- “Personalised and customised travel marketing holds the key to success for key stakeholders in the travel industry” (Future Market Insights).
- 8 in 10 consumers say that personalised travel marketing has some impact on their decision to purchase.
- According to Boxever, personalised travel marketing can help you improve conversation rates by 10% to 20% plus increase revenue to 5% per week and drive loyalty and increase 3-7x revenue per visit.
Personalisation is all about adjusting content to resonate with customers’ personality at the right time.
This improves performance and helps build brand loyalty with your key audience. As users, we many times take personalisation for granted, however, when we access Netflix, Amazon or others, it’s personalisation that offers recommendations according to our taste and data history. This can make the difference between losing or gaining a customer.
How to Personalise in Travel Marketing
Personalisation can be expressed through various different marketing techniques in travel marketing. It can take different dimensions: from offering a personalised keychain as a thank you for travelling with us or emails personalised to their search history or go as far as elaborate personalised discounts based on previously collected client’s data.
Here’s the example of some personalisable marketing tactics you can use in your travelling marketing efforts.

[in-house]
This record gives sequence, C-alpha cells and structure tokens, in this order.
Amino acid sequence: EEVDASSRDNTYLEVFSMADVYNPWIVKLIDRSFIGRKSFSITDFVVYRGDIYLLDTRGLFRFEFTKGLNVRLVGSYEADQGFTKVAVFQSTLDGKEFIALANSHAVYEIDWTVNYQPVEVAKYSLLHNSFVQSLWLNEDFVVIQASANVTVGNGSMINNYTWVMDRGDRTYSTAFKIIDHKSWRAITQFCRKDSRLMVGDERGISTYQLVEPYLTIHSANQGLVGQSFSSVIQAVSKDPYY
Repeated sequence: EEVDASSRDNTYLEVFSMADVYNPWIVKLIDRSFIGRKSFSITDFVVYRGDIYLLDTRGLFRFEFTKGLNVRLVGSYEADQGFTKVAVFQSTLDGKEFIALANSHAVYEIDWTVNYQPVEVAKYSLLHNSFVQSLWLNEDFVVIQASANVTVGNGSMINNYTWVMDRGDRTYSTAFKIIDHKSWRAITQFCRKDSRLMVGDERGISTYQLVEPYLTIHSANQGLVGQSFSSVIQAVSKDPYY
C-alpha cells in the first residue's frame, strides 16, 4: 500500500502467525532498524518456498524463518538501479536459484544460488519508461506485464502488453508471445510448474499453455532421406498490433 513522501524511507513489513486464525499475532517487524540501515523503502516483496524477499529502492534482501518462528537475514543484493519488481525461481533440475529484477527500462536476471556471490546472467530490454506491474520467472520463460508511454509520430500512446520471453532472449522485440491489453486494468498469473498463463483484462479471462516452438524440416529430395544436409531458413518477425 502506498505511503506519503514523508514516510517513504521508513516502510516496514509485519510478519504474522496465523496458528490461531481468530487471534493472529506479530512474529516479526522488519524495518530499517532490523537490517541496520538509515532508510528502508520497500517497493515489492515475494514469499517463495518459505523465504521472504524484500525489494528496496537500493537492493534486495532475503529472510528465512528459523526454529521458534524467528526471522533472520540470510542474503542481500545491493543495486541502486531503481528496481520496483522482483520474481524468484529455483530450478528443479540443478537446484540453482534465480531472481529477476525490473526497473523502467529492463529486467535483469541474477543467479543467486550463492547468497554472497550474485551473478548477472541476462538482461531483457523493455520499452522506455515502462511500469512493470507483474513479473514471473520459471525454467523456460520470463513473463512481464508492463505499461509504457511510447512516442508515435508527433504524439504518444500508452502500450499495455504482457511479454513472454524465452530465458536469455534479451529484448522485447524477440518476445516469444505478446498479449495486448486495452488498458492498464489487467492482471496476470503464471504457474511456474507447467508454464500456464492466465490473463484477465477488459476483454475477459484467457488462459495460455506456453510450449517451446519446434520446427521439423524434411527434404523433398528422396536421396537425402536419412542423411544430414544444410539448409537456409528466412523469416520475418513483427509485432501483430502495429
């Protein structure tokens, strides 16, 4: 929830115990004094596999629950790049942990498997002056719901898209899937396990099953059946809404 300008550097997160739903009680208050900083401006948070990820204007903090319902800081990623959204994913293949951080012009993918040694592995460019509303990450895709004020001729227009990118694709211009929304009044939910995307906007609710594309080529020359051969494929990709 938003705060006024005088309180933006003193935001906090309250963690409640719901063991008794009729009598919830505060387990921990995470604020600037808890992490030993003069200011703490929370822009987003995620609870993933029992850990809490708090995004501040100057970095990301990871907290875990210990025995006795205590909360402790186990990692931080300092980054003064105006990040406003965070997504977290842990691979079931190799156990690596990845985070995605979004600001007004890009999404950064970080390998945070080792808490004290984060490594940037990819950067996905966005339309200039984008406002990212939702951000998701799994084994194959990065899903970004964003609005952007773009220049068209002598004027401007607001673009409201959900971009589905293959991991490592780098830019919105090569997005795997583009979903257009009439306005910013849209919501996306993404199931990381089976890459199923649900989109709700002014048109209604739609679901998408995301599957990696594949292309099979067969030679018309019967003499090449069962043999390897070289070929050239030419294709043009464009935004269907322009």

- Personal customer itinerary
- On-site personalised recommendations
- Predicting customer behaviour (based on collected data) and target according to the data. A user that travels every year to a beach destination shouldn’t be targeted with a discount in a mountain country but rather a beach destination
- Customised services according to different target audiences
- Personalised email marketing
- Personalised memoir: for example, a passport cover or a keychain
- Copy personalised to clients
- Personalised helpful guides and content: Creation of a personalised guide with a specific tour or trip matching their travel style and personality. i.e. instead of trying to sell the whole of Paris, a guide would explore whatever the client was interested in visiting exclusively
“If customers feel they are understood by their supplier, the frictional path to purchase can be significantly streamlined.”
4. Produce Meaningful Content
Because travel marketing is selling experiences, it’s a fact, that content needs to reflect those experiences and a good time.
It goes without saying then, a solid website and online presence are a must behind any marketing strategy.
A great website should:
- Be optimised for mobile viewing
- Focus on great UX
- Have a moderate to fast page load speeds
- An array of appealing imagery – especially for travel
- Offer online booking: Some people prefer to not have a social interaction while booking or purchasing their trip by having the e-commerce option you eliminate an obstacle to purchasing.
Think About a Mobile App
Depending on your target audience, you’ll want to consider creating a mobile app.
Contiki, a travel agency for 18-28 years old has an app that allows travellers to connect with other people who are also doing the same route as them. On the same app, you can also prepare and read all the itinerary details and FAQS.
Make it as easy as possible to submit information such as credit card numbers and emails for easier conversion.
Participate in Social Media